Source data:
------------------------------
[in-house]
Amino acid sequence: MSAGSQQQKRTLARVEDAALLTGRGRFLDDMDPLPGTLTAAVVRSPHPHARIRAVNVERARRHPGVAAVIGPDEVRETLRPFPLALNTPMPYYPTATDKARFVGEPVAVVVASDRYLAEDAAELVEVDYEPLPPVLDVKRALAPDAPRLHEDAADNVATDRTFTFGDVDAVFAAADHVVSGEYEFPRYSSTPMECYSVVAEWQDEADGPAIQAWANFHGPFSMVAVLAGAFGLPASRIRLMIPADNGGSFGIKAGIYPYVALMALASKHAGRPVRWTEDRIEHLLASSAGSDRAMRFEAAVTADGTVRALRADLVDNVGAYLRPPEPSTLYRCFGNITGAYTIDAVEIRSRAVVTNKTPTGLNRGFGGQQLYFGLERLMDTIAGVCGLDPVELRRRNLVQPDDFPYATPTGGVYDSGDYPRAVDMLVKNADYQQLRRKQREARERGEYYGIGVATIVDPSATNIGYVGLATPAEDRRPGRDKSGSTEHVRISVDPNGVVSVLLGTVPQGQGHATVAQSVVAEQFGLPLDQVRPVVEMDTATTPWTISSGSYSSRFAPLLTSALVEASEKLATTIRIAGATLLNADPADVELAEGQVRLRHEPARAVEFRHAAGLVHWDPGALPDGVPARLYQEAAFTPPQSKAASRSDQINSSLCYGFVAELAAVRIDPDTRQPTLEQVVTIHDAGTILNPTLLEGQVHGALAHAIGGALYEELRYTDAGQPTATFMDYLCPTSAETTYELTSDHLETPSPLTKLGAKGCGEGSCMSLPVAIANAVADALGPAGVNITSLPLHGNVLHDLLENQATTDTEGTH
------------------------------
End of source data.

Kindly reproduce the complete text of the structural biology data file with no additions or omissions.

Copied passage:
[in-house]
Amino acid sequence: MSAGSQQQKRTLARVEDAALLTGRGRFLDDMDPLPGTLTAAVVRSPHPHARIRAVNVERARRHPGVAAVIGPDEVRETLRPFPLALNTPMPYYPTATDKARFVGEPVAVVVASDRYLAEDAAELVEVDYEPLPPVLDVKRALAPDAPRLHEDAADNVATDRTFTFGDVDAVFAAADHVVSGEYEFPRYSSTPMECYSVVAEWQDEADGPAIQAWANFHGPFSMVAVLAGAFGLPASRIRLMIPADNGGSFGIKAGIYPYVALMALASKHAGRPVRWTEDRIEHLLASSAGSDRAMRFEAAVTADGTVRALRADLVDNVGAYLRPPEPSTLYRCFGNITGAYTIDAVEIRSRAVVTNKTPTGLNRGFGGQQLYFGLERLMDTIAGVCGLDPVELRRRNLVQPDDFPYATPTGGVYDSGDYPRAVDMLVKNADYQQLRRKQREARERGEYYGIGVATIVDPSATNIGYVGLATPAEDRRPGRDKSGSTEHVRISVDPNGVVSVLLGTVPQGQGHATVAQSVVAEQFGLPLDQVRPVVEMDTATTPWTISSGSYSSRFAPLLTSALVEASEKLATTIRIAGATLLNADPADVELAEGQVRLRHEPARAVEFRHAAGLVHWDPGALPDGVPARLYQEAAFTPPQSKAASRSDQINSSLCYGFVAELAAVRIDPDTRQPTLEQVVTIHDAGTILNPTLLEGQVHGALAHAIGGALYEELRYTDAGQPTATFMDYLCPTSAETTYELTSDHLETPSPLTKLGAKGCGEGSCMSLPVAIANAVADALGPAGVNITSLPLHGNVLHDLLENQATTDTEGTH